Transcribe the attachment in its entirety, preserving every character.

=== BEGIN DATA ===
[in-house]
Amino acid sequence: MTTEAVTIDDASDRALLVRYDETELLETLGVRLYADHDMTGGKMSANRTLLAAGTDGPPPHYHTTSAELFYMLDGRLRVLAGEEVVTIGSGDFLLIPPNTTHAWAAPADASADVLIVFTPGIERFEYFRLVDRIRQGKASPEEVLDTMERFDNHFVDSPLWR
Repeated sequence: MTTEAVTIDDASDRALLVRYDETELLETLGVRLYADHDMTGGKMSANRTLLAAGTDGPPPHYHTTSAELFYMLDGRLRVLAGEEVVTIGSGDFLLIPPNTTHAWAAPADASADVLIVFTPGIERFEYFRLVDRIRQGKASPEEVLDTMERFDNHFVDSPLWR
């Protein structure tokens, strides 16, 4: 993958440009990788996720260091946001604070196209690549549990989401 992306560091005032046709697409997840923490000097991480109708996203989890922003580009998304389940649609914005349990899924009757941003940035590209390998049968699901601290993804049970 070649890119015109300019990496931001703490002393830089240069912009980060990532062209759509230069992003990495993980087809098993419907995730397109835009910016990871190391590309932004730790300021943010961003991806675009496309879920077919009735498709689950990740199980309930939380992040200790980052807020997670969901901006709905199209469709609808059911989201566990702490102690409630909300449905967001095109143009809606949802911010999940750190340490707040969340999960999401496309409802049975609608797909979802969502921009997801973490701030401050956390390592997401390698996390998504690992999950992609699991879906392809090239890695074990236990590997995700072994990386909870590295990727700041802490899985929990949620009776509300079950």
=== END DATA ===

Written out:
[in-house]
Amino acid sequence: MTTEAVTIDDASDRALLVRYDETELLETLGVRLYADHDMTGGKMSANRTLLAAGTDGPPPHYHTTSAELFYMLDGRLRVLAGEEVVTIGSGDFLLIPPNTTHAWAAPADASADVLIVFTPGIERFEYFRLVDRIRQGKASPEEVLDTMERFDNHFVDSPLWR
Repeated sequence: MTTEAVTIDDASDRALLVRYDETELLETLGVRLYADHDMTGGKMSANRTLLAAGTDGPPPHYHTTSAELFYMLDGRLRVLAGEEVVTIGSGDFLLIPPNTTHAWAAPADASADVLIVFTPGIERFEYFRLVDRIRQGKASPEEVLDTMERFDNHFVDSPLWR
């Protein structure tokens, strides 16, 4: 993958440009990788996720260091946001604070196209690549549990989401 992306560091005032046709697409997840923490000097991480109708996203989890922003580009998304389940649609914005349990899924009757941003940035590209390998049968699901601290993804049970 070649890119015109300019990496931001703490002393830089240069912009980060990532062209759509230069992003990495993980087809098993419907995730397109835009910016990871190391590309932004730790300021943010961003991806675009496309879920077919009735498709689950990740199980309930939380992040200790980052807020997670969901901006709905199209469709609808059911989201566990702490102690409630909300449905967001095109143009809606949802911010999940750190340490707040969340999960999401496309409802049975609608797909979802969502921009997801973490701030401050956390390592997401390698996390998504690992999950992609699991879906392809090239890695074990236990590997995700072994990386909870590295990727700041802490899985929990949620009776509300079950």